History of Ontario Co. & Its People

Vol. 1, Pub. 1911  Pg.  79 - 86

Thanks to Deborah Spencer for transcription of these pages.

 

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VIII.  RISE OF ANTI-SLAVERY FEELING 

William H. Seward Defeated as the First Whig Candidate for Governor-- “The Tippecanoe and Tyler Too” Campaign of 1840--The “Raising” of a Log Cabin in Canandaigua--An Honored Ontario County Citizen Named as Postmaster-General in President Harrison’s Cabinet. 

We cannot follow, even briefly, the politics of the succeeding few years.  The Republican party, now become Democratic in name, continued in ascendancy, while the opposition in 1834, assuming the name of “Whig,” nominated William H. SEWARD as its candidate for Governor, but he was defeated at the polls.  Mark H. SIBLEY, of Ontario, was a prominent Whig in the Assembly of that year and received the Whig vote for Speaker.  The Anti-Slavery feeling began to find expression through public meetings in Ontario as elsewhere.  In 1836, the year in which Martin VAN BUREN was elected President and Mr. MARCY, Governor, both as Democratic candidates, the Whigs of New York made little noise in the campaign and small showing at the polls, and in State and local elections of succeeding years the tide seemed to be running in favor of the Democratic party, but the Whigs rallied in 1838 and elected William H. SEWARD, Governor.  He received large majorities in all the Western counties.  Henry W. TAYLOR was elected Member of Assembly on the Whig ticket in Ontario that year.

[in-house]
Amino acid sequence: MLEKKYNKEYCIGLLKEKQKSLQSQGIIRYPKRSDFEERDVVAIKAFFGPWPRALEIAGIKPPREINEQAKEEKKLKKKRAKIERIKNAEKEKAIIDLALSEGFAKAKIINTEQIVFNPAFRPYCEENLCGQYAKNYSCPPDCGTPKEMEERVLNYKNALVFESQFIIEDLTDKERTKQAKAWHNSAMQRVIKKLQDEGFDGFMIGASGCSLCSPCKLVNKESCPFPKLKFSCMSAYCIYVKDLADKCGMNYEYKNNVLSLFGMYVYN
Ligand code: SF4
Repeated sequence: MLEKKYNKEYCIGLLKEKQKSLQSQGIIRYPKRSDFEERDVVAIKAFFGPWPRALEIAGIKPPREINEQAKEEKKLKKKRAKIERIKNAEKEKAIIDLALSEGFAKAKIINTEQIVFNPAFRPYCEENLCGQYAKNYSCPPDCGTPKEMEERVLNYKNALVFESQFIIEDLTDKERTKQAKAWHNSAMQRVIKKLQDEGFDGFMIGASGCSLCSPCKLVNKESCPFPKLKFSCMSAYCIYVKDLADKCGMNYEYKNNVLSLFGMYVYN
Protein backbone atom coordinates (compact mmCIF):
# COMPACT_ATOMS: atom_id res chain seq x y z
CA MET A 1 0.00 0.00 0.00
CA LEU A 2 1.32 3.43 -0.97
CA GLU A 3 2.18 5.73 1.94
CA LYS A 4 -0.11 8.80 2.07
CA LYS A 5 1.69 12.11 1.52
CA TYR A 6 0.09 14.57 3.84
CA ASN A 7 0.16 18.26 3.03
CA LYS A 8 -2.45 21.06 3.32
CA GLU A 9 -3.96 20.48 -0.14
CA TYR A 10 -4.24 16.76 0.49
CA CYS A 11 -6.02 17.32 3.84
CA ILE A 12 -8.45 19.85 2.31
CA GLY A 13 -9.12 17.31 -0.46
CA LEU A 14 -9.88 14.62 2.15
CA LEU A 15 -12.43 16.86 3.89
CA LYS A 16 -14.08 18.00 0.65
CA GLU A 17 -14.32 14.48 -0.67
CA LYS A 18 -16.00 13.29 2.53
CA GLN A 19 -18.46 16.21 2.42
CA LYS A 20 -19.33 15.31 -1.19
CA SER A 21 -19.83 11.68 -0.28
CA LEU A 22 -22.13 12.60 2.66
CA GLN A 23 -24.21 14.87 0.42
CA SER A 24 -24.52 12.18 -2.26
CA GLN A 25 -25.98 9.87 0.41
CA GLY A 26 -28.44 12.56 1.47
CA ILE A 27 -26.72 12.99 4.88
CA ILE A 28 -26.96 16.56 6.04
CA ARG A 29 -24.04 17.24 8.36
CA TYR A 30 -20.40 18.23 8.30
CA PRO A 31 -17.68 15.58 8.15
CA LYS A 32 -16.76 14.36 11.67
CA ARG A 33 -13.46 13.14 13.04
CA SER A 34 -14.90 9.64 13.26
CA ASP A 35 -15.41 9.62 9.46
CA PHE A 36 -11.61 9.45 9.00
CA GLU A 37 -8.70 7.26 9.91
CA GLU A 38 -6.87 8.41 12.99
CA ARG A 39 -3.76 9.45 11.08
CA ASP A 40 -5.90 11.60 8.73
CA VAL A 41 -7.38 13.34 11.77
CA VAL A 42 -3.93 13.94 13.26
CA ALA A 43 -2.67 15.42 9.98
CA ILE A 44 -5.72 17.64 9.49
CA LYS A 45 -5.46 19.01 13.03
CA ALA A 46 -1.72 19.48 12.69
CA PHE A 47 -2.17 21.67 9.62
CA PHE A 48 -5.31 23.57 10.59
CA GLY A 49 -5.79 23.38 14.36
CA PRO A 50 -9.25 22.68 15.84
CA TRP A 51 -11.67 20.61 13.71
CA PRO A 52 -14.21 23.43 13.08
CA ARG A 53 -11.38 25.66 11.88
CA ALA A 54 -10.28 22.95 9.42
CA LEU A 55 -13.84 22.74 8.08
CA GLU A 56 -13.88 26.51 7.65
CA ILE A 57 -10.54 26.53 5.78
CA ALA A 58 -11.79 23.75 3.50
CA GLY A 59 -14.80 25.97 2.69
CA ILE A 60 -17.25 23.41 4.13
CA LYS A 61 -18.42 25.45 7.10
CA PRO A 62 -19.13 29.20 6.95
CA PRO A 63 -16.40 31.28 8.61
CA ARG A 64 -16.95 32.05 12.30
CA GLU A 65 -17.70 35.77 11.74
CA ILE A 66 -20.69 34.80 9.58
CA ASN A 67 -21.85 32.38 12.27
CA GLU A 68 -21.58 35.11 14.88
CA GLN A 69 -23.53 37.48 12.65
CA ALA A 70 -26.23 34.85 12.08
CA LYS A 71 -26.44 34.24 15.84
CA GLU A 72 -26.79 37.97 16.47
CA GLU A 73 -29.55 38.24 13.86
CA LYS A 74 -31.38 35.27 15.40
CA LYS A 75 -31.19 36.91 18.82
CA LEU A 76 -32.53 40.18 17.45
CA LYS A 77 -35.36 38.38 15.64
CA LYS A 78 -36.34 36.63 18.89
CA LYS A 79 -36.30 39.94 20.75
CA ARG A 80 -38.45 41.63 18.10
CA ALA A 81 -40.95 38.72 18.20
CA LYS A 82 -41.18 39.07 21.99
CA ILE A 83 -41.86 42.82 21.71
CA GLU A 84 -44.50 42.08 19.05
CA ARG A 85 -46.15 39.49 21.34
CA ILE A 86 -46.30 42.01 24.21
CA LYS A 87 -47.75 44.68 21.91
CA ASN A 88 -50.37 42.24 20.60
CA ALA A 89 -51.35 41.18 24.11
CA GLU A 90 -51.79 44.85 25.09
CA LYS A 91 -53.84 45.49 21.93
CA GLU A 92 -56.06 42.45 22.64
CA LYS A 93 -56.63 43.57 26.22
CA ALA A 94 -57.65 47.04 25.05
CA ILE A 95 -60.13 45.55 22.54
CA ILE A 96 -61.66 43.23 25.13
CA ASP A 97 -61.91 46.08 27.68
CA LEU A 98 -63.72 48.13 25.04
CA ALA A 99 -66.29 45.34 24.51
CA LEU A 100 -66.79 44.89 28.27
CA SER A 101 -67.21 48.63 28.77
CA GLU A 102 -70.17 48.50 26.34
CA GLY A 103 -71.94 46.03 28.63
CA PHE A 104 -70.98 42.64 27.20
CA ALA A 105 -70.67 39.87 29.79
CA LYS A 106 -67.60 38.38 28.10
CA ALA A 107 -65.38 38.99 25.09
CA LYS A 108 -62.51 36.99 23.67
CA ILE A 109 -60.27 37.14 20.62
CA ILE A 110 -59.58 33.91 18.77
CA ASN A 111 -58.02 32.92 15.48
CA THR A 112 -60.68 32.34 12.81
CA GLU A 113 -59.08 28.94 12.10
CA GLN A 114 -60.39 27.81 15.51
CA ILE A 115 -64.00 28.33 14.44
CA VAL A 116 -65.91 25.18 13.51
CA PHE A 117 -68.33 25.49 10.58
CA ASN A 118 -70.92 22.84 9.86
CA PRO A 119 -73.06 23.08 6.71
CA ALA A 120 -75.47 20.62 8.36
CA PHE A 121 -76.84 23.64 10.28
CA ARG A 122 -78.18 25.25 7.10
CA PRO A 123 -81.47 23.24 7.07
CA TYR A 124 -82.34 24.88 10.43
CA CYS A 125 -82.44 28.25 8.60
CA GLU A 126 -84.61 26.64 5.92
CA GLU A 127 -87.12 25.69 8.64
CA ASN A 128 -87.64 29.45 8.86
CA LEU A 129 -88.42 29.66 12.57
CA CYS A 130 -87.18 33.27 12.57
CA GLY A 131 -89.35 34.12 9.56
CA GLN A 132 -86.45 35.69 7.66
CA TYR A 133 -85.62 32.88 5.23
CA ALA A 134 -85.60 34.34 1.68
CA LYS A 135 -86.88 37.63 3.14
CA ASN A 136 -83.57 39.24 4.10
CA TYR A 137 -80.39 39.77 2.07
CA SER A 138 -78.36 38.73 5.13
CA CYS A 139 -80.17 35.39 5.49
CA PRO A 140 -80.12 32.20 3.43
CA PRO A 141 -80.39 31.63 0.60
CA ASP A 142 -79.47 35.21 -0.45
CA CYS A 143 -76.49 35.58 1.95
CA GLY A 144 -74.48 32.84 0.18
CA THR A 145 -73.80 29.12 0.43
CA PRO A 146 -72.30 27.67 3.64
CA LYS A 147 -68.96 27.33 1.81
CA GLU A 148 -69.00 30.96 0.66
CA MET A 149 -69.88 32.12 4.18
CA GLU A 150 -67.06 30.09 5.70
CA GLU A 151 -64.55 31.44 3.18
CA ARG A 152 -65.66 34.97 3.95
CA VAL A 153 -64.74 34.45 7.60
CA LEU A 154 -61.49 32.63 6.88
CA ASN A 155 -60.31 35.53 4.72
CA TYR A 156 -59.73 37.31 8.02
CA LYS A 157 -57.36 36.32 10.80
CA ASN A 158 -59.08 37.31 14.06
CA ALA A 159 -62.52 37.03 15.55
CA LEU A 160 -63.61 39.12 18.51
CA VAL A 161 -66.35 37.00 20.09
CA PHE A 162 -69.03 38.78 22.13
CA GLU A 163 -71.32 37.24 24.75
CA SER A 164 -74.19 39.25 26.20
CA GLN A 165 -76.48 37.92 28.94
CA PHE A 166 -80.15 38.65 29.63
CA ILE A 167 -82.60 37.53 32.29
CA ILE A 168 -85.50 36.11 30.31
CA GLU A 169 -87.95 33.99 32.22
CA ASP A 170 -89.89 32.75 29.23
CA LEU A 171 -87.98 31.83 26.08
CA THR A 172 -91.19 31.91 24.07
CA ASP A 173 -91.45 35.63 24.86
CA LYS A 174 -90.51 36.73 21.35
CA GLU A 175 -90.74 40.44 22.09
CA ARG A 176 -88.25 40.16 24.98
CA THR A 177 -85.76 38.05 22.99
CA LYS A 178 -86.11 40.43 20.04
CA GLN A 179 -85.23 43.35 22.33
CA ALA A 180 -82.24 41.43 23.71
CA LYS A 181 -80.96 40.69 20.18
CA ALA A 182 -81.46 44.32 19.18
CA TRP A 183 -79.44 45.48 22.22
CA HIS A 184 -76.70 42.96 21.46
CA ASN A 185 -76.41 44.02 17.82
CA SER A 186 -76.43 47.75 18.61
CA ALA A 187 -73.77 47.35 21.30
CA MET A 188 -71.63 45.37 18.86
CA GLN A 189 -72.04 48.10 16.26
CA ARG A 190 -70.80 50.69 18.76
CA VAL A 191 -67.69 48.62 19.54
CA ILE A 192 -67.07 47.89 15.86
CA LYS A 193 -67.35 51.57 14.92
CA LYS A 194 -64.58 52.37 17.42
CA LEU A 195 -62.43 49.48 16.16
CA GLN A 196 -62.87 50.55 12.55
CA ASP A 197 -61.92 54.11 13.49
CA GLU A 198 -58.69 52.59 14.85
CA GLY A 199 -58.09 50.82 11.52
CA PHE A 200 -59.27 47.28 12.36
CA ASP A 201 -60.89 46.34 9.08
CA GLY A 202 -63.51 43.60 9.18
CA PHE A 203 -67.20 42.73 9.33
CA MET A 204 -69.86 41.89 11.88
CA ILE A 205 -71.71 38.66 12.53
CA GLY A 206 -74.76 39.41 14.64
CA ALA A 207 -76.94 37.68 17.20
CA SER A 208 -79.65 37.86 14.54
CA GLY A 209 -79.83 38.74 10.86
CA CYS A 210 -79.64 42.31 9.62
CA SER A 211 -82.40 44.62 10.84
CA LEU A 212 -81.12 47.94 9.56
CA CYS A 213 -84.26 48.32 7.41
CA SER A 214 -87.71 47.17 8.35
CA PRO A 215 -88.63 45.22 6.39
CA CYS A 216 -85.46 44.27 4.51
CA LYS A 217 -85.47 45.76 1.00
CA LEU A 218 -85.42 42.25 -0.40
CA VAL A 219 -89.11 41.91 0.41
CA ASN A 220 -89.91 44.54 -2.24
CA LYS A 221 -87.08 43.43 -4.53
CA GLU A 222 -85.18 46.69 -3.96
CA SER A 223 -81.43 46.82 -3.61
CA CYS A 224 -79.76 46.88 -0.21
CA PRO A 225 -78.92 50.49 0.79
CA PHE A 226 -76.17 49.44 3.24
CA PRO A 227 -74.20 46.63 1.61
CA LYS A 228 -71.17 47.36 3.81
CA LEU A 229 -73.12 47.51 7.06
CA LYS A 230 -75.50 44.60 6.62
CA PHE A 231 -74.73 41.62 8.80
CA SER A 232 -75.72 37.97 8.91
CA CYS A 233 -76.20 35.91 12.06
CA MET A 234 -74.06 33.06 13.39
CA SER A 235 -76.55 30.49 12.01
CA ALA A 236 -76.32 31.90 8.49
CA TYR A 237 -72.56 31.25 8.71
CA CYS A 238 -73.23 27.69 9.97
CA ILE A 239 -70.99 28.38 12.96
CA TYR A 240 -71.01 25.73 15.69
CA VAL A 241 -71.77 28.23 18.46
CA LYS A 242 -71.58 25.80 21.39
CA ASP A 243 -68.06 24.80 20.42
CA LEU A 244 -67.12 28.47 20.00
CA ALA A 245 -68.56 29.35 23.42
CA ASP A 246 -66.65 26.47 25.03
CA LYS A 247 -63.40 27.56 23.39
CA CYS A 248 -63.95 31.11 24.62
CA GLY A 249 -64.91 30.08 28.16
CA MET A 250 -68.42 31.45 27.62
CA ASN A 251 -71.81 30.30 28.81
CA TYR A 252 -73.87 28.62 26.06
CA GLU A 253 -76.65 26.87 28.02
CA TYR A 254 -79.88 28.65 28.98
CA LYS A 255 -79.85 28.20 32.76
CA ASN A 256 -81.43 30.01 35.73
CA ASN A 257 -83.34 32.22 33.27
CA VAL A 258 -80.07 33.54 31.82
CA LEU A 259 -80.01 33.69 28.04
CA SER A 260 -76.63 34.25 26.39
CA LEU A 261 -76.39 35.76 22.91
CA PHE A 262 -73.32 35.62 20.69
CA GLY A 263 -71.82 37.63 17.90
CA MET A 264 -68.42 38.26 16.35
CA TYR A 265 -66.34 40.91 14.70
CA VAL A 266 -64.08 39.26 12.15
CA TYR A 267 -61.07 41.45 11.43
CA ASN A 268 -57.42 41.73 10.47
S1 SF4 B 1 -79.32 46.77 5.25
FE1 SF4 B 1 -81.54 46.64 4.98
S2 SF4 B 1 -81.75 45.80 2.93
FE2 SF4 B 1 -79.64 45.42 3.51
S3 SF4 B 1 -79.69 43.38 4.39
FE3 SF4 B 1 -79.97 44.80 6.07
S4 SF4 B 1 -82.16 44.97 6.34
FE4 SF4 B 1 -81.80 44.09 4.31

The Presidential campaign in 1840 was a milestone in the history of Ontario county, as it was in that of every other section of the country.  The nomination of William Henry HARRISON for President, while a disappointment to the friends of Henry CLAY, aroused the greatest popular enthusiasm.  The campaign was marked by many unusual features, the building of log cabins, the singing of campaign songs as they had never been sung before and have never been sung since, and the assembling of great mass meetings. 

In Ontario county the feeling ran high; and, not to be outdone in work for the cause, the Whigs, as early in the campaign as the middle of April, arranged a great ratification meeting or “Raising” in Canandaigua.  The following account of the affair, condensed from the report in the local Whig organ, the Repository, affords a graphic picture:

 

The Log Cabin Raising. 

When Victory hung o’er our Flag proudly waving

And the battle was fought by our valiant and true;

For our homes and our loved ones our enemy braving,

Oh!  then stood the soldier of Tippecanoe,

The iron-armed soldier, the true hearted soldier,

The gallant old soldier of Tippecanoe.

--Old Song.

 

Last Thursday was indeed a proud day for the Whigs of Canandaigua, as well as for Ontario county.  Agreeable to previous invitation by the Tippecanoe Club, the Whigs of the neighboring towns assembled in this village, to assist in raising a Log Cabin, to be used as a committee room. 

The first procession which appeared was seen approaching from the southern part of the town and consisted of some 30 or 40 wagons, loaded with material for the building, with banners flying; a fine canoe, well manned by the hardy friends of the old hero, exhibiting a large flag with the word “Tippecanoe” painted on it, accompanied with a fine band of music.  We extracted the following from some of the banners which were carried by the wagons: 

“He is honest”

“He is capable”

“He is the man”

“No Sub-Treasury” 

The procession, made up of delegates from the south part of this town, Hopewell and Gorham, was joined near the Court House by delegates from East Bloomfield and Bristol and that from Manchester, and moved in fine style across the square to the site of the intended cabin.  The side walks crowded with animated spectators--the air rending with cheers and shouts for the hero of Tippecanoe.